Day 33 – Friday 11th April
1 Corinthians 13 – The way of love
This chapter is a popular choice at weddings. I always think that it’s a brave choice. It’s great when you are all ‘loved up’ on your wedding day. Fast forward a few years; the baby is teething, the cat has been sick in the washing basket and the bills are mounting up. How do we feel?
This is one of the most wonderful passages in the Bible – and one that could take a life time to truly understand. Paul is urging us to think within God’s time plan and to see how important love is. The spiritual gifts are given to help us here and now: love will last into eternity. We need to learn to love here and now, to prepare us for our life in heaven. As the hymn says:
‘Faith will vanish into sight
Hope be emptied in delight
Love in heaven will shine more bright.’
In verses 4 to 7 Paul lists some fifteen characteristics of Christian love that are to be seen in our lives. That seems to be quite a daunting list and one that is difficult to follow. We need to acknowledge our lack of love and allow Jesus, by his Holy Spirit, to shine and work in our lives.
Day 34 – Saturday 12th April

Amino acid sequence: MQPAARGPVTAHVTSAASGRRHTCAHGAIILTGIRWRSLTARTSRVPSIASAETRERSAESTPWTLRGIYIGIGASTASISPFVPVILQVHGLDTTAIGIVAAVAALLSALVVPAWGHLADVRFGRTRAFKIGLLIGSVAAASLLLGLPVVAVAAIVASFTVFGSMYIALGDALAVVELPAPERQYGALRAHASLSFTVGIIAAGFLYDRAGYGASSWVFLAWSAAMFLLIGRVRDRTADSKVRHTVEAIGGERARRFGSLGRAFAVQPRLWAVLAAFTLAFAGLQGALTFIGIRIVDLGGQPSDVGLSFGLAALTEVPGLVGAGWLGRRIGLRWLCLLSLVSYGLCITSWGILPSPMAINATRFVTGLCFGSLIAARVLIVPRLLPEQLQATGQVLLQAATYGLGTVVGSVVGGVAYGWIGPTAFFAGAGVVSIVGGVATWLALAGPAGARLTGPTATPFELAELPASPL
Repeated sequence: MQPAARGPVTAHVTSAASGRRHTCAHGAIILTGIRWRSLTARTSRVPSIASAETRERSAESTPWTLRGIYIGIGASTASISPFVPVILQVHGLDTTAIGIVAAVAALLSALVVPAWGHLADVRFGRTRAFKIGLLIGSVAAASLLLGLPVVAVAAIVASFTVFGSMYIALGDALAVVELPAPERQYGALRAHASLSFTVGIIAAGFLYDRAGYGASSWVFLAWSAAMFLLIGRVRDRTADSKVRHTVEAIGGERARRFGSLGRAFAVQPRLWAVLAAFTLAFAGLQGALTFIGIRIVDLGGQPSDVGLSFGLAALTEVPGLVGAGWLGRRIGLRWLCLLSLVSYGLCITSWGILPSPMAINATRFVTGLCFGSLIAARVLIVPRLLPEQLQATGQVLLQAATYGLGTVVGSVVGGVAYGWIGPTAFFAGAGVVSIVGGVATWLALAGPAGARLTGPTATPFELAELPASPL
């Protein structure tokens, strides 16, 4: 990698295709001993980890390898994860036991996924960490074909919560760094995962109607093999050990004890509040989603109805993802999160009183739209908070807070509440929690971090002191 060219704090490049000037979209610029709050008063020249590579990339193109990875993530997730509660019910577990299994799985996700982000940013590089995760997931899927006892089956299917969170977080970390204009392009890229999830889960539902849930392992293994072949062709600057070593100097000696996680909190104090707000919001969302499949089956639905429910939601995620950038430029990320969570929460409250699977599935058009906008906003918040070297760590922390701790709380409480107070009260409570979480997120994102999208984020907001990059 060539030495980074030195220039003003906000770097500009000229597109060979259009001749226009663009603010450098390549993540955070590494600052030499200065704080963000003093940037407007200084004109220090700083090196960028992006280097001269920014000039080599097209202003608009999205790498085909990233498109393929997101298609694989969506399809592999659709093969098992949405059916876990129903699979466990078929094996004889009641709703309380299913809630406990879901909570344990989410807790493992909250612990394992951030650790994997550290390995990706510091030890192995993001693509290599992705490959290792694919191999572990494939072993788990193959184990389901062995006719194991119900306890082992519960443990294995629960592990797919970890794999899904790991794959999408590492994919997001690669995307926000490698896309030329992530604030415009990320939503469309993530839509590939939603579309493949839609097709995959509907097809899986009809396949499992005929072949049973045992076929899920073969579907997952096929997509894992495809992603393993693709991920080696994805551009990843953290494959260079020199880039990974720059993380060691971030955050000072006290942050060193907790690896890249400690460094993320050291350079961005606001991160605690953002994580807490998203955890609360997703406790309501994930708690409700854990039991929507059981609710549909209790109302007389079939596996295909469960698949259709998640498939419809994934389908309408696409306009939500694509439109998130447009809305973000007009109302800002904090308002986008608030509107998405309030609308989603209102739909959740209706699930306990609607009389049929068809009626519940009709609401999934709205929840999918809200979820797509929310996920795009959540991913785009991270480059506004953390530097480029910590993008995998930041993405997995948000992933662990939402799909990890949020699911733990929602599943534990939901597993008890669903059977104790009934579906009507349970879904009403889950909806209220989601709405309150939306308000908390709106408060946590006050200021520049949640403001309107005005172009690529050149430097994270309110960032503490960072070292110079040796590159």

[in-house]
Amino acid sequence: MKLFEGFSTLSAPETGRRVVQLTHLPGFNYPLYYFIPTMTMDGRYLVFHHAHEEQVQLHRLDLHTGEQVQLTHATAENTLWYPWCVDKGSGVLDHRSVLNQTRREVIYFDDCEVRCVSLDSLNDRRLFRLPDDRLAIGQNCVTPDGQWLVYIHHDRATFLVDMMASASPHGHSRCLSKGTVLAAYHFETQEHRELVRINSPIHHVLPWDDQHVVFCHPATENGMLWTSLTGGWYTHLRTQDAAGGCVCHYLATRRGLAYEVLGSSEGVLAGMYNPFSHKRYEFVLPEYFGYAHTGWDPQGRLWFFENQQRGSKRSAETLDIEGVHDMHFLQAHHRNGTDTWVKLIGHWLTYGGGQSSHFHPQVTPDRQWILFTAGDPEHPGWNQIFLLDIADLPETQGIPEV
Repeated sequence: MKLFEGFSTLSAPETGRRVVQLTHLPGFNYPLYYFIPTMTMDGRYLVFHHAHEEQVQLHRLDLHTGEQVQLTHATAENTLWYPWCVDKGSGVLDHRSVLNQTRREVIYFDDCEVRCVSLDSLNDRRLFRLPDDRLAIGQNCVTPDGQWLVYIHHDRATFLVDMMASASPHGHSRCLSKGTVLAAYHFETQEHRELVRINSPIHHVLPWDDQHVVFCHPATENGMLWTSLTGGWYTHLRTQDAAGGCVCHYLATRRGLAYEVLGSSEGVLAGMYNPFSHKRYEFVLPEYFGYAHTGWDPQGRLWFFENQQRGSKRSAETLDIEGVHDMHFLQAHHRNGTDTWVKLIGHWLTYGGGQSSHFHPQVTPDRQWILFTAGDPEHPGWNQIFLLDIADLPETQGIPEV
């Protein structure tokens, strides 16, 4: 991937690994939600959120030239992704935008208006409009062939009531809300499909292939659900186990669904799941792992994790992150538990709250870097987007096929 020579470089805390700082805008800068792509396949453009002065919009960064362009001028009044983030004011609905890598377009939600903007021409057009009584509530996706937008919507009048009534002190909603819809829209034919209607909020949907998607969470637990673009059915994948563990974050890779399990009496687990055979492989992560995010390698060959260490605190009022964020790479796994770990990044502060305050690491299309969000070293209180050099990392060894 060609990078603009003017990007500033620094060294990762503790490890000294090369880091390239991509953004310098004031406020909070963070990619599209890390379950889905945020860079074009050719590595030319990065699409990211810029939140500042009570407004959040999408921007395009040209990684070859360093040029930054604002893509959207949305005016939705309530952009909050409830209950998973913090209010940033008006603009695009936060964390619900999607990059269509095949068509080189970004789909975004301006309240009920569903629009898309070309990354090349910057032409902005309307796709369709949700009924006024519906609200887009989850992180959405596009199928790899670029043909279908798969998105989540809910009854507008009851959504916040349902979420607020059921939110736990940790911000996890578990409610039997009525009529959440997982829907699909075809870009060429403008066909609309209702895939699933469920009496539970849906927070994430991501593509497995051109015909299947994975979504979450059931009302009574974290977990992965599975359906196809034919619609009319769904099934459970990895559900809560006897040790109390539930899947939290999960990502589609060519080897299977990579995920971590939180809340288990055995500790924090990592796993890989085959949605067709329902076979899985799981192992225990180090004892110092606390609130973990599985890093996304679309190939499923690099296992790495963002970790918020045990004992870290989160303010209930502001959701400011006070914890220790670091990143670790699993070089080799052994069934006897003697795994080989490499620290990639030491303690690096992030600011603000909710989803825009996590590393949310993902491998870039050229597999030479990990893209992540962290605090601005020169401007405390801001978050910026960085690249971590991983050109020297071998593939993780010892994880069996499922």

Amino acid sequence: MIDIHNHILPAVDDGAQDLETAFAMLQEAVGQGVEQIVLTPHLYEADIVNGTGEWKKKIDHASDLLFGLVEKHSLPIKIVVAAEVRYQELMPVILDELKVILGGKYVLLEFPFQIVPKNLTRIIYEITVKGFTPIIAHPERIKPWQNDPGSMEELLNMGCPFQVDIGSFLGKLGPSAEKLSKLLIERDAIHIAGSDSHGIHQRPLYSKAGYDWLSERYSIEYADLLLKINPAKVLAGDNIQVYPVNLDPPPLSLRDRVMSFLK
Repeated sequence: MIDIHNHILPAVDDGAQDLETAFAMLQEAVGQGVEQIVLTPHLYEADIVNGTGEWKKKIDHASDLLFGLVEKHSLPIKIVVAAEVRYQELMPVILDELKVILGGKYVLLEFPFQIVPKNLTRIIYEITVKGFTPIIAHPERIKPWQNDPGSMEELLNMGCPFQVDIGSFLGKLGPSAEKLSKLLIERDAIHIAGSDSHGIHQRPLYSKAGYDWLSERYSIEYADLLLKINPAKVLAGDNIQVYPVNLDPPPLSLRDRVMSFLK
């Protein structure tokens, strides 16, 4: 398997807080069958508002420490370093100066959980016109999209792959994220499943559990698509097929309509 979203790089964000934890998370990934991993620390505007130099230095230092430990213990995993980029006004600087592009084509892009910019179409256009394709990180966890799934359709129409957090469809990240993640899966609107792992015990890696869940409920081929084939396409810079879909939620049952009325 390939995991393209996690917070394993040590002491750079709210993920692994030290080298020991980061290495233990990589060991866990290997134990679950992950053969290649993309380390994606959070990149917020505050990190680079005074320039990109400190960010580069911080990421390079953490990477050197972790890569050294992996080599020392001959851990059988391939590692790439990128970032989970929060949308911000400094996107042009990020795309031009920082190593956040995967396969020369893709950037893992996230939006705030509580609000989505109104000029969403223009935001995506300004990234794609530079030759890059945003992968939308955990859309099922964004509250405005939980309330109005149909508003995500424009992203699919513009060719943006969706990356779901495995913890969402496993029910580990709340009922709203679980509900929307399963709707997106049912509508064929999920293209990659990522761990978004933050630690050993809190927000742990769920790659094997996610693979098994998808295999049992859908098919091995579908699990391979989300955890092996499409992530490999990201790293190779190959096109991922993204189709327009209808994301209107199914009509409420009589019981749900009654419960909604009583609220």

1 Corinthians 15 – The power of the resurrection
I know someone of quite humble beginnings who has made quite a success of his life. He often puts down his family and his home town. It’s almost as if he wants to forget or deny his roots.
In this chapter Paul spends a great deal of time speaking about the resurrection. It’s the final main theme of this first letter to the Corinthians. In doing so he is trying to get the Christians at Corinth to understand both who they are and where they are in God’s long story. They are in danger of forgetting their roots – the roots that they have because they belong to Jesus the Messiah who has brought Israel’s story to its climax. He wants them to understand where they belong in this story because when they do they will see things in the correct light. Paul stresses that they have to learn to live according to the scriptures: the whole of the scriptures, and not just cherry pick the bits they like.
Paul is very clear that the resurrection is a reality for the Christian. The story of the resurrection forms the gospel – the message that he announced wherever he went. The message that carries God’s power and brings people, by the Spirit, into a living relationship with Him. As Tom Wright says, “The only point in being a Christian at all is if this message continues to be the solid ground on which you stand.”